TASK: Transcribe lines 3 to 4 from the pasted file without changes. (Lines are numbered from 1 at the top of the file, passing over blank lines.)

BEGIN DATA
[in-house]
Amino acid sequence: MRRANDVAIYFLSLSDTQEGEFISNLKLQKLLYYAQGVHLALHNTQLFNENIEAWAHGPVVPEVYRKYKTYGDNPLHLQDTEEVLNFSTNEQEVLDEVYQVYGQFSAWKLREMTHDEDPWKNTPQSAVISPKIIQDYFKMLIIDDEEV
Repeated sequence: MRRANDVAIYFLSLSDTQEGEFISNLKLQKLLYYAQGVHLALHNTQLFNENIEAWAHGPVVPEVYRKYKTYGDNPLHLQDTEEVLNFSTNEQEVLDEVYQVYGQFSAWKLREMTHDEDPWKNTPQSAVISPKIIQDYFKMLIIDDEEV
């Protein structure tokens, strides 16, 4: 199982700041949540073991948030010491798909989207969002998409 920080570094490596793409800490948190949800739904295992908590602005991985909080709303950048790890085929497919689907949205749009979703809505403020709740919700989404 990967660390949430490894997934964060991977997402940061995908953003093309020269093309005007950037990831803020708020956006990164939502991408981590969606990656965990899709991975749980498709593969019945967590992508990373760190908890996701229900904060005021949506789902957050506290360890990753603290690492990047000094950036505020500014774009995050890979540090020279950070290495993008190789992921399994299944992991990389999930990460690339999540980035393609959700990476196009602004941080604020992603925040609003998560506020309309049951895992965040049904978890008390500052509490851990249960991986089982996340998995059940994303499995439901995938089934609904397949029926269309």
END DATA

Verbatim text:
Repeated sequence: MRRANDVAIYFLSLSDTQEGEFISNLKLQKLLYYAQGVHLALHNTQLFNENIEAWAHGPVVPEVYRKYKTYGDNPLHLQDTEEVLNFSTNEQEVLDEVYQVYGQFSAWKLREMTHDEDPWKNTPQSAVISPKIIQDYFKMLIIDDEEV
């Protein structure tokens, strides 16, 4: 199982700041949540073991948030010491798909989207969002998409 920080570094490596793409800490948190949800739904295992908590602005991985909080709303950048790890085929497919689907949205749009979703809505403020709740919700989404 990967660390949430490894997934964060991977997402940061995908953003093309020269093309005007950037990831803020708020956006990164939502991408981590969606990656965990899709991975749980498709593969019945967590992508990373760190908890996701229900904060005021949506789902957050506290360890990753603290690492990047000094950036505020500014774009995050890979540090020279950070290495993008190789992921399994299944992991990389999930990460690339999540980035393609959700990476196009602004941080604020992603925040609003998560506020309309049951895992965040049904978890008390500052509490851990249960991986089982996340998995059940994303499995439901995938089934609904397949029926269309």